original without moving the camera or the original.
When the camera is not designed with a rising, falling,
and sliding front, the camera or original must be moved
to align the original with the optical axis of the lens.
LIGHTING THE ORIGINAL
One of the most important elements in copying is
proper, even illumination of the original. Originals that
are not properly and evenly lighted yield negatives with
uneven density, which are hard to print. This is true
whether the original is illuminated by daylight or
artificial light. Uneven illumination can be caused by
improper placement of artificial lights in relation to the
copyboard or by improper placement of the original in
daylight.
Artificial lights are normally placed on two sides of
the copyboard. A 45-degree angle is recommended for
general use (fig. 8-3). At this angle, a minimum of
unwanted reflections from the surface of the original
occurs. However, depending on the type of surface of
the original, the best angle for the lights may change.
For example, an original artwork may have brush
strokes that produce reflections. These reflections may
be reduced somewhat by placing the lights at an angle
greater or lesser than 45-degrees.
Do not position artificial lights too close to the
copyboard. The circles of illumination will not cover the
original completely. Movable lights should not be
positioned so far from the copyboard that the intensity
of the illumination falling on the original is greatly
reduced.
The evenness of illumination on an original can be
checked with an exposure meter. Do this by placing a
gray card on the original and taking a reflected light
meter reading from the card. Do not allow the shadow
of the meter or your hand to influence the reading. When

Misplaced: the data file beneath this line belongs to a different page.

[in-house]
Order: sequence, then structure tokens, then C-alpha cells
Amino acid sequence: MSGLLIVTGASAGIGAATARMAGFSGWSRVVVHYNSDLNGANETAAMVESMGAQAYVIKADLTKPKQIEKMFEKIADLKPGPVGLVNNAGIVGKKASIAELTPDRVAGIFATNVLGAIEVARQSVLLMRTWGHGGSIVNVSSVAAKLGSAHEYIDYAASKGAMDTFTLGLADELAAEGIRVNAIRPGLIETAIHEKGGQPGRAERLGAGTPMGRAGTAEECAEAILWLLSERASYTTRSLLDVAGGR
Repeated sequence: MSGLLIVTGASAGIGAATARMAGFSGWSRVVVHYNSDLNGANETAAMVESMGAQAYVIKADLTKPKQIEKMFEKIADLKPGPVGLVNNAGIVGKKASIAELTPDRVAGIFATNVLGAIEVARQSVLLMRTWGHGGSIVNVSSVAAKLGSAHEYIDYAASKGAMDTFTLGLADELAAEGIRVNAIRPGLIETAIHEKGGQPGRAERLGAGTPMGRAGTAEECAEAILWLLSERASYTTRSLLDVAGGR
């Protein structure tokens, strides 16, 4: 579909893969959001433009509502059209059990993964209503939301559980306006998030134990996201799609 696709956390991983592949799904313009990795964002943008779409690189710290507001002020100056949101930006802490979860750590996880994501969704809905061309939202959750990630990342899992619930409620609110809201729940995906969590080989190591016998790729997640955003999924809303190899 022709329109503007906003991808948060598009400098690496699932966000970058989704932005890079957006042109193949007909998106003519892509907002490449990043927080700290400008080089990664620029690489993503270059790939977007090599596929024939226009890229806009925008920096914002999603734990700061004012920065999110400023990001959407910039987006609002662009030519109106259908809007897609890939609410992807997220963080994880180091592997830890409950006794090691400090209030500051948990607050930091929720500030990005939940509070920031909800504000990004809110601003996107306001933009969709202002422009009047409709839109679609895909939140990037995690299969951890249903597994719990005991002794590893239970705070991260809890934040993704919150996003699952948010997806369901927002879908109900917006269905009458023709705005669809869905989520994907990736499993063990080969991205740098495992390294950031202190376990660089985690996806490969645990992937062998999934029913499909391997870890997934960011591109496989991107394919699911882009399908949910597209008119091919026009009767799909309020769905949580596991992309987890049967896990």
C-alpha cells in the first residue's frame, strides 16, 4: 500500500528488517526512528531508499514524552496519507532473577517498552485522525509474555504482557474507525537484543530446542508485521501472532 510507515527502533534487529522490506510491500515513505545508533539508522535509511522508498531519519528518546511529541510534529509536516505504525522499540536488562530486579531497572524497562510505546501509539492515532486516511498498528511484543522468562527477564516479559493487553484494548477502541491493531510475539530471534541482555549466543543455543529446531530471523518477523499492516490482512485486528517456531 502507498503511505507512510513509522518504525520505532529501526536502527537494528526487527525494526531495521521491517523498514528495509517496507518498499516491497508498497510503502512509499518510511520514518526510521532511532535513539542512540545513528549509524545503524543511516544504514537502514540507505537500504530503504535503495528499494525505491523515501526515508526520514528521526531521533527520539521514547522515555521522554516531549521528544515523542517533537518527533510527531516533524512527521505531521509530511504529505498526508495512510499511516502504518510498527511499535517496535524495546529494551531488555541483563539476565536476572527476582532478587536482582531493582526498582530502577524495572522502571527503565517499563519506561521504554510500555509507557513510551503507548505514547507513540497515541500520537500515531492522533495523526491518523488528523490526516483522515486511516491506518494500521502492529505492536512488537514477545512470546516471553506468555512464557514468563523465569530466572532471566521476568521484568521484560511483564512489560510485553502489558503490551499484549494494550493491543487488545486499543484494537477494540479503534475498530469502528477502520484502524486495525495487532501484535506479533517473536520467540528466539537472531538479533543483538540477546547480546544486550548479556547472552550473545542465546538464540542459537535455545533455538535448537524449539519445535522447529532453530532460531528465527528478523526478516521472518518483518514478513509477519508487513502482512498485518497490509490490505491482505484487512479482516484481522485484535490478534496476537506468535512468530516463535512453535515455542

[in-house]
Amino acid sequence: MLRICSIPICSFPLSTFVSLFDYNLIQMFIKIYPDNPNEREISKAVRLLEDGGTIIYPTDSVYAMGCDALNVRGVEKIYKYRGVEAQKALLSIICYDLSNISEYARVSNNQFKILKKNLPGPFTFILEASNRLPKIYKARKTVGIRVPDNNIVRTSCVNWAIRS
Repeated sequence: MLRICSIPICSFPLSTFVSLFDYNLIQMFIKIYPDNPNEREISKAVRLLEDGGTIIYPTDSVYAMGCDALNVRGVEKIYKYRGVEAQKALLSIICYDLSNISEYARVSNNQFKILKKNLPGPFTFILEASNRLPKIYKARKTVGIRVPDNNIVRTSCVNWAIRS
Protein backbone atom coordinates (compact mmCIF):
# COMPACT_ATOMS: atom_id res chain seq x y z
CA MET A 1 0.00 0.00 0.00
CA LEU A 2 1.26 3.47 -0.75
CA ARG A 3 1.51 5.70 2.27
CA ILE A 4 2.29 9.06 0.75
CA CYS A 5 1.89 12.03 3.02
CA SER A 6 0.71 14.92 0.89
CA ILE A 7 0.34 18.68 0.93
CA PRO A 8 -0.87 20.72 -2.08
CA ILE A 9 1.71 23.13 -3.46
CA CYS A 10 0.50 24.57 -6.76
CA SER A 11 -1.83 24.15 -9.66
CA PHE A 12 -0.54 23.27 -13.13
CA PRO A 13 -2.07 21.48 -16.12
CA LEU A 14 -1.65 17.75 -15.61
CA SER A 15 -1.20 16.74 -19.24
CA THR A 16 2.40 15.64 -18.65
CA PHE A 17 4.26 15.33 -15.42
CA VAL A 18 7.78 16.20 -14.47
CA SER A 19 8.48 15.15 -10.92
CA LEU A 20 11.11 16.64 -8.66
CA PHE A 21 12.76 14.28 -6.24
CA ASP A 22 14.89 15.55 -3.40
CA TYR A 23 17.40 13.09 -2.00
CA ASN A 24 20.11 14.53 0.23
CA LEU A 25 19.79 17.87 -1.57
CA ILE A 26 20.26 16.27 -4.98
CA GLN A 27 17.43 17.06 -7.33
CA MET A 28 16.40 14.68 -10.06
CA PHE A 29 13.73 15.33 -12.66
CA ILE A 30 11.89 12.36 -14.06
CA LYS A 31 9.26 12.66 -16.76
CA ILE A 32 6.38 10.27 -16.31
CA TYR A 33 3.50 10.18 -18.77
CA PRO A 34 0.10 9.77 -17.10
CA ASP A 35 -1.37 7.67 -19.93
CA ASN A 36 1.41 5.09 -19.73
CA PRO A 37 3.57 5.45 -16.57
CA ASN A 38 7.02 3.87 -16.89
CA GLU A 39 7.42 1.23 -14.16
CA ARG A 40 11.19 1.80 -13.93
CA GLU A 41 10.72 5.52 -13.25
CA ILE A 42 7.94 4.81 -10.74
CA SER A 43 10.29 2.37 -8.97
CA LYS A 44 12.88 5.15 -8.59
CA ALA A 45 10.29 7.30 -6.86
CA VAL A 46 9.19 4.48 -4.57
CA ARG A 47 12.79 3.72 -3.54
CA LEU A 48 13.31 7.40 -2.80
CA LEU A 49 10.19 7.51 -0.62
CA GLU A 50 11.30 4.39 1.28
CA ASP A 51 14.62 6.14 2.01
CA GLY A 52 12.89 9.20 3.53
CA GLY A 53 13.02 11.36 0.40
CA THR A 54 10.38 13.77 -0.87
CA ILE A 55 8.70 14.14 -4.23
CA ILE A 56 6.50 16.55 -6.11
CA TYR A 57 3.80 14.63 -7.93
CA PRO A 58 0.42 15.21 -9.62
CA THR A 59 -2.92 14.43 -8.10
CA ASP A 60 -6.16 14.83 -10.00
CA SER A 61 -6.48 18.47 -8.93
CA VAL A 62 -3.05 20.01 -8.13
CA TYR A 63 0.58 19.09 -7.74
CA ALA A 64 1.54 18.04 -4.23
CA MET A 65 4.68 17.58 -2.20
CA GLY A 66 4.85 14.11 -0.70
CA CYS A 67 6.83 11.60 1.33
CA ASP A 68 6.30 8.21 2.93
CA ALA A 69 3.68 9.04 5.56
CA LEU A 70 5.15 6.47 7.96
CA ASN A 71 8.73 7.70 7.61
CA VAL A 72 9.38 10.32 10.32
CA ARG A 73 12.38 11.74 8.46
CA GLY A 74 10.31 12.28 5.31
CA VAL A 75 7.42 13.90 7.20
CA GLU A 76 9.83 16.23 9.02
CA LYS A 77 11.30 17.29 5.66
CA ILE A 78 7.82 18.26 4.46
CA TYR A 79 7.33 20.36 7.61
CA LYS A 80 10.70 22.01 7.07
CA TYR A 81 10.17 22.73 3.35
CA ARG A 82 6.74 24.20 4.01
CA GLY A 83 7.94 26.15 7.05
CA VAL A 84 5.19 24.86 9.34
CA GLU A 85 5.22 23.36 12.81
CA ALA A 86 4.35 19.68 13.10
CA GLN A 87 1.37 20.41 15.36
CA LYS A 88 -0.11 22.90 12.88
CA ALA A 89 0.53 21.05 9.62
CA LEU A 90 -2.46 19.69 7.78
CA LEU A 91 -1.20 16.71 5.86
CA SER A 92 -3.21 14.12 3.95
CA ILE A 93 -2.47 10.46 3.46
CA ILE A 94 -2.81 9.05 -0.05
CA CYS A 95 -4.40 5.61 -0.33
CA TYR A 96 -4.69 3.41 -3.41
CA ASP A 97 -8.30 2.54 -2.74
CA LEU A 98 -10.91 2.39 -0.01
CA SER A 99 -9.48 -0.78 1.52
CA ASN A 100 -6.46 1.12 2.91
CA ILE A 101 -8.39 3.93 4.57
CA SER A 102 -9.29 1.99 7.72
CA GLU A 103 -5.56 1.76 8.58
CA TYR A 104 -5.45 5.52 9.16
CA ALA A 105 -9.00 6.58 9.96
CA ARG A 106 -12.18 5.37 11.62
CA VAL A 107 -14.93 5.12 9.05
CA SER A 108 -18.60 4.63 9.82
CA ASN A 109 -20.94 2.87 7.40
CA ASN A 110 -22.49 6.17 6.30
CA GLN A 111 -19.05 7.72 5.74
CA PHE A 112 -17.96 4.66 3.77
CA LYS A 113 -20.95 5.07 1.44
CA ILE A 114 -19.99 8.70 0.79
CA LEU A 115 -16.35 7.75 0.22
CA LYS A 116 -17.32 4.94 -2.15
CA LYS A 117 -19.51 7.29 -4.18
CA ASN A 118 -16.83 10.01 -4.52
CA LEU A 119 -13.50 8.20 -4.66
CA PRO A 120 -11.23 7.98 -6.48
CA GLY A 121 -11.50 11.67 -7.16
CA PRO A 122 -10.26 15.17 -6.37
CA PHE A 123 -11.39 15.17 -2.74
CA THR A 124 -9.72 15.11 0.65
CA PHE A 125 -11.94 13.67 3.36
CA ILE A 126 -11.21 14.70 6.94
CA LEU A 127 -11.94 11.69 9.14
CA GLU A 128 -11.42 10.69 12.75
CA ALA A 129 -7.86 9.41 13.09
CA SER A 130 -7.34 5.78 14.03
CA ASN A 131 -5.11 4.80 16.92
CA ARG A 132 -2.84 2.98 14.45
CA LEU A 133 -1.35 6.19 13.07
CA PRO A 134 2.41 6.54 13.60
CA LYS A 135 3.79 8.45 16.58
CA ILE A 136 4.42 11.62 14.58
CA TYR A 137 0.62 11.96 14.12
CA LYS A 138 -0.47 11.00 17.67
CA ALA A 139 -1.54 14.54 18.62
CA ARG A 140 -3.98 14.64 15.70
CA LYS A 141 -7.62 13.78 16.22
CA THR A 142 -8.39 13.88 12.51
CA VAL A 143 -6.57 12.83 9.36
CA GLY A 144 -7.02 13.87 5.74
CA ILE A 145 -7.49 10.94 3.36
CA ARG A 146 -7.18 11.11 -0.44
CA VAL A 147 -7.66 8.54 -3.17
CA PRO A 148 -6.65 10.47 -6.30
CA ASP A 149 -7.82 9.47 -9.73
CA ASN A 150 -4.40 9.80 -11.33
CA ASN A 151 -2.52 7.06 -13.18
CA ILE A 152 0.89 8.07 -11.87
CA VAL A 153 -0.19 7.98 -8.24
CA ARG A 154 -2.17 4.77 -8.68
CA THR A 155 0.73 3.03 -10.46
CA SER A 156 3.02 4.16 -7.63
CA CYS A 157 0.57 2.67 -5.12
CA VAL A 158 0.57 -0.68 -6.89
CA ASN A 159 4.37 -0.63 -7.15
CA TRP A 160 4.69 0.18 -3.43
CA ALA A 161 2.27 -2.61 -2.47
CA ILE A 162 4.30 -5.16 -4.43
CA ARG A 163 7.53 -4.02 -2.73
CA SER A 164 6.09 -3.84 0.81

a gray card is not available, a white card (the back of a
sheet of photo paper) can be used, but you must
compensate your exposure by two f/stops. Reflected
light from the four corners and center area of the original
should read the same light values.
Daylight provides two choices of illumination:
direct sunlight and diffused daylight, such as a cloudy,
bright day or open shade. Evenness of daylight
illumination is controlled by ensuring that the original
is completely in direct sunlight or in diffused daylight,
and no shadows are cast on the original.
Although an original is uniformly illuminated over
its entire surface, apparent unevenness in illumination
may still appear in the copy if a wide-angle lens is used.
This is caused when the light transmitted through the
center of the lens is more intense than the light
transmitted near the edges of the lens. When the entire
angle of view of the wide-angle lens must be used, more
illumination to the edges of the original is needed to
compensate for the falloff of light at the edges of the
lens. This can be achieved by turning the lights slightly
toward the edges or by moving the lights close to the
edges. The amount of light increase necessary for the
edges of the original is best determined by conducting
exposure tests with the type of film being used.
Lighting control is more critical when using an
extremely high contrast film, compared to a high,
moderate, normal, or low contrast film. Uneven lighting
is more visible in a copy produced with an extremely
high contrast film because of the limited exposure
latitude of the emulsion.
8-14

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